I believe in golf.
My love for golf first developed when I was 12 years old. At that time I struggled with height issues, averaging 6 inches shorter than the normal height of the girls in my grade. I had several problems trying to compete in the sports I loved. No matter how good I was at basketball, the other boys always seemed to out jump and out run me. I thought I would have to end my pursuit in sports as I began to grow older.
I believe golf can help to overcome personal and physical problems. Through golf, I conquered the difficulties I had with my physical stature. I learned how to manipulate the way I played that wouldn’t affect how tall, or how strong I was. Every day I would train at my short game in golf. It wasn’t necessary for me to hit the ball far. By good ball placement and hitting it close to the flag, I could shoot as well as the big opponents I faced.
Although technique and skill are involved during a round of golf, much of how well you do is determined mentally. Once I started playing poorly, the only way I could change my game was to change my mind. By thinking positive and focusing, I figured out how to play well again. It basically came down to me. If I wasn’t playing my top game, it was my fault. I could either decide to play well, or continue in my bad routine. Golf taught me how to defeat the obstacle of my mind. I figured out how to harness that power to my advantage.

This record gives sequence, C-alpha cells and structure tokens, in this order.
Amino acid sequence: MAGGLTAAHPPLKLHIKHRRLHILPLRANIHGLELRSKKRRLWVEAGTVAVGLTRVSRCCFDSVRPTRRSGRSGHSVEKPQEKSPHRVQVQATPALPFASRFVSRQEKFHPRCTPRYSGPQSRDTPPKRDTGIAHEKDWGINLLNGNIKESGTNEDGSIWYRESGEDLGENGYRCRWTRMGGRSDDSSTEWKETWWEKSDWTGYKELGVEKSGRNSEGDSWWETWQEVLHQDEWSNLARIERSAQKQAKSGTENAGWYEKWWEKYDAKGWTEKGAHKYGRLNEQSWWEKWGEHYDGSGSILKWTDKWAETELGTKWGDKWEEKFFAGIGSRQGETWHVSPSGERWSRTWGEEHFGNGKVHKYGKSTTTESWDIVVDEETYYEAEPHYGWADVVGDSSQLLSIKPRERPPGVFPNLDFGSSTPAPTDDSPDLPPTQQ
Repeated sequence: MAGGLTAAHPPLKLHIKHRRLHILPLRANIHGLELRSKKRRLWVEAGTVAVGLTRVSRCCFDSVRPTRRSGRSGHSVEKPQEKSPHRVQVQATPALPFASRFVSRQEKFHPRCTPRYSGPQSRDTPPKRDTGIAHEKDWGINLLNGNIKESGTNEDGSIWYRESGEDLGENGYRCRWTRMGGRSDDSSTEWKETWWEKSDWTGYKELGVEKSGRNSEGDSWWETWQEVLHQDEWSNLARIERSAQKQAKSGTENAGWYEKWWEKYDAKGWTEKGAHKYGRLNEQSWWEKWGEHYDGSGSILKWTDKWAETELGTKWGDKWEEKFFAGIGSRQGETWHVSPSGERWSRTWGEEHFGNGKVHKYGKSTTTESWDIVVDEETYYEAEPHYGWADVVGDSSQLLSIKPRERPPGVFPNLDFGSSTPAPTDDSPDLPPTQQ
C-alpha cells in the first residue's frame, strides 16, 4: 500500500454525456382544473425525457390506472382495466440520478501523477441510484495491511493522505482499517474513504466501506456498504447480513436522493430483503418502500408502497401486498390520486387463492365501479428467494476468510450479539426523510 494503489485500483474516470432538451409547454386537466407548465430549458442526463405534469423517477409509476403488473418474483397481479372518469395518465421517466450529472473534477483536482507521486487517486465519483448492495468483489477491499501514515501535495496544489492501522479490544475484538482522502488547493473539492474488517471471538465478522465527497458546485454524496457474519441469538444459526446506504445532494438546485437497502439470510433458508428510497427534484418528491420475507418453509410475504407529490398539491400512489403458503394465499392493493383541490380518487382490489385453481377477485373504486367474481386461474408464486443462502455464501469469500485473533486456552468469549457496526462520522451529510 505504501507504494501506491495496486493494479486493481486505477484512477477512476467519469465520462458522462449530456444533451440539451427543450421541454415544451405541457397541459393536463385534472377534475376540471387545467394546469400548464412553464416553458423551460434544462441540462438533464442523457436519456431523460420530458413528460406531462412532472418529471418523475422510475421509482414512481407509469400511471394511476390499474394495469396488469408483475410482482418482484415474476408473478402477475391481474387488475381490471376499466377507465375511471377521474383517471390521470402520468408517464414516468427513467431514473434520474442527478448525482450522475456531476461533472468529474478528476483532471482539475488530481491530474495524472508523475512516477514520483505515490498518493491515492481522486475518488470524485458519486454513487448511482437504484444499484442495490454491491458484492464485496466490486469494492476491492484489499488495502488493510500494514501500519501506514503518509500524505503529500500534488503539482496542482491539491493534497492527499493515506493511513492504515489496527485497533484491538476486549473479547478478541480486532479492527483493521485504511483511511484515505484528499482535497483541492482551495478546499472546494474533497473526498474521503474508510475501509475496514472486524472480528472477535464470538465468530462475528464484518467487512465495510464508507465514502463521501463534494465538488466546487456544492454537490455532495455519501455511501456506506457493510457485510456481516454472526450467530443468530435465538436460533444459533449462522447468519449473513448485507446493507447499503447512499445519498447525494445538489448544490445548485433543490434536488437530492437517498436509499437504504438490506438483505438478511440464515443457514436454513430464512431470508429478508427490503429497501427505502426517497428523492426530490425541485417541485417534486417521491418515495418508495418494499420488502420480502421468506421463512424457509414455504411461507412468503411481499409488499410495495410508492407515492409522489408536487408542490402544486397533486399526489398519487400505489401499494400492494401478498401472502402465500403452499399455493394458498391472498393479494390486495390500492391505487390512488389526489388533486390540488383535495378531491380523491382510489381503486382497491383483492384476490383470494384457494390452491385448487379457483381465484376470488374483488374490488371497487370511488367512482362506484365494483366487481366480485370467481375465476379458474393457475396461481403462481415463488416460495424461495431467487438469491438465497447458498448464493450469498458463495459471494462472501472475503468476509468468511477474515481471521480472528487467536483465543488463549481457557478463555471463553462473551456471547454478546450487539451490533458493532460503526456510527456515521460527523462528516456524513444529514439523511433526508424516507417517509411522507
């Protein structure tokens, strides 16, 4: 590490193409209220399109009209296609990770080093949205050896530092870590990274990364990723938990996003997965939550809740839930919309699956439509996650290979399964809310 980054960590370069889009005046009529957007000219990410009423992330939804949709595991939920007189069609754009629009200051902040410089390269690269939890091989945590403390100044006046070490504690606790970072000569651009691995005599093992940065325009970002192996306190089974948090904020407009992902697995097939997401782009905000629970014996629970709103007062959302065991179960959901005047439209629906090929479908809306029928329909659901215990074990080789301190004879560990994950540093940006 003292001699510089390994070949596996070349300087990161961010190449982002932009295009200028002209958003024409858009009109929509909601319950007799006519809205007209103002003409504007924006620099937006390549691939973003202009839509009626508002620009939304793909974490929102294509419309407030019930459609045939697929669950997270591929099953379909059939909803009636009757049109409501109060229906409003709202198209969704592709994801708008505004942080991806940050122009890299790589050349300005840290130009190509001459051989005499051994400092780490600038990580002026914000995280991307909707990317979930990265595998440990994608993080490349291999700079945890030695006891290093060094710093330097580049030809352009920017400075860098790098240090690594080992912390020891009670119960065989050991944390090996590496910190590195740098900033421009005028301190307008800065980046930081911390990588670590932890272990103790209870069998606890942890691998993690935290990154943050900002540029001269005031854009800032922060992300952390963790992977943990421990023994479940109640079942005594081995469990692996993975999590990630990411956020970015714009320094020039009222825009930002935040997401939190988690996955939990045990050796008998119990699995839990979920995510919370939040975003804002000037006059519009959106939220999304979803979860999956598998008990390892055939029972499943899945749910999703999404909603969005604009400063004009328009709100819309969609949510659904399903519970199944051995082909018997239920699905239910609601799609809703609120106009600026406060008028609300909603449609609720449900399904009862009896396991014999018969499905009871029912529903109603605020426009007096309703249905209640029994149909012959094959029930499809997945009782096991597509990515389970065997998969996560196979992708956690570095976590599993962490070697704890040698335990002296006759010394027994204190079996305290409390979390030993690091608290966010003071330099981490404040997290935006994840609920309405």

Through golf I realized the importance of being true to yourself and others. During most sports, people watch and keep score, but golf involves you doing this process. Sometimes I would have the urge to cut off a few strokes and give myself a better score.
“Just don’t count that last bad shot,” I would think to myself while tallying up my score for that hole.
Since I wasn’t very good at golf when I first began to play, it was easier to trick myself into cheating. As my scores started getting better due to dishonest score keeping, my father became more and more impressed with me. It wasn’t until we played together that I discovered why cheating wasn’t helping me.
“I thought you could play better than this,” my father told me while we played together. He soon found out I wasn’t playing fair with myself. I decided from that point on to keep a fair score every time I played golf. A wonderful life lesson learned on honesty.
Through such a simple sport, not only did I learn much about myself, but much about life and how to surmount the obstacles it brings. Instead of stressing over problems both physical and mental, I am able to enjoy a good round of golf.
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